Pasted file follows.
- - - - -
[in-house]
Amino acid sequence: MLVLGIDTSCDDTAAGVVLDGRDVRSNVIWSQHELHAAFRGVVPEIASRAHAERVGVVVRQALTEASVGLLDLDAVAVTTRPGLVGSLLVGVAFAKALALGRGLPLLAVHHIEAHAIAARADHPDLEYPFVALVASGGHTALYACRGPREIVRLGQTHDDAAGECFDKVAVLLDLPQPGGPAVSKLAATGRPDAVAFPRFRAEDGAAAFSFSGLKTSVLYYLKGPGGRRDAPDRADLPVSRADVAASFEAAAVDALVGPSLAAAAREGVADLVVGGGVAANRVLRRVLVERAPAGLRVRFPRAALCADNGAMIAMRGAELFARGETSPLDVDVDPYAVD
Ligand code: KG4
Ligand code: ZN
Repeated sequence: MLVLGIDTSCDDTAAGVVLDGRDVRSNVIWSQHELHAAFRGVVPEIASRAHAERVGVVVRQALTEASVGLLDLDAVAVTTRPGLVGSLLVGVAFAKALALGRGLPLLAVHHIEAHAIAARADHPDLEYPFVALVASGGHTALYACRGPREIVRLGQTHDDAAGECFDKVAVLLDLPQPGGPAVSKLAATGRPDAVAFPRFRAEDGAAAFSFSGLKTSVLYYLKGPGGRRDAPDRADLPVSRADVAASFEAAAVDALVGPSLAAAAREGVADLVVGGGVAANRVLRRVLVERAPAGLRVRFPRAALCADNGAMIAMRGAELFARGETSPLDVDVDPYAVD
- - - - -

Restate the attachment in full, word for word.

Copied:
[in-house]
Amino acid sequence: MLVLGIDTSCDDTAAGVVLDGRDVRSNVIWSQHELHAAFRGVVPEIASRAHAERVGVVVRQALTEASVGLLDLDAVAVTTRPGLVGSLLVGVAFAKALALGRGLPLLAVHHIEAHAIAARADHPDLEYPFVALVASGGHTALYACRGPREIVRLGQTHDDAAGECFDKVAVLLDLPQPGGPAVSKLAATGRPDAVAFPRFRAEDGAAAFSFSGLKTSVLYYLKGPGGRRDAPDRADLPVSRADVAASFEAAAVDALVGPSLAAAAREGVADLVVGGGVAANRVLRRVLVERAPAGLRVRFPRAALCADNGAMIAMRGAELFARGETSPLDVDVDPYAVD
Ligand code: KG4
Ligand code: ZN
Repeated sequence: MLVLGIDTSCDDTAAGVVLDGRDVRSNVIWSQHELHAAFRGVVPEIASRAHAERVGVVVRQALTEASVGLLDLDAVAVTTRPGLVGSLLVGVAFAKALALGRGLPLLAVHHIEAHAIAARADHPDLEYPFVALVASGGHTALYACRGPREIVRLGQTHDDAAGECFDKVAVLLDLPQPGGPAVSKLAATGRPDAVAFPRFRAEDGAAAFSFSGLKTSVLYYLKGPGGRRDAPDRADLPVSRADVAASFEAAAVDALVGPSLAAAAREGVADLVVGGGVAANRVLRRVLVERAPAGLRVRFPRAALCADNGAMIAMRGAELFARGETSPLDVDVDPYAVD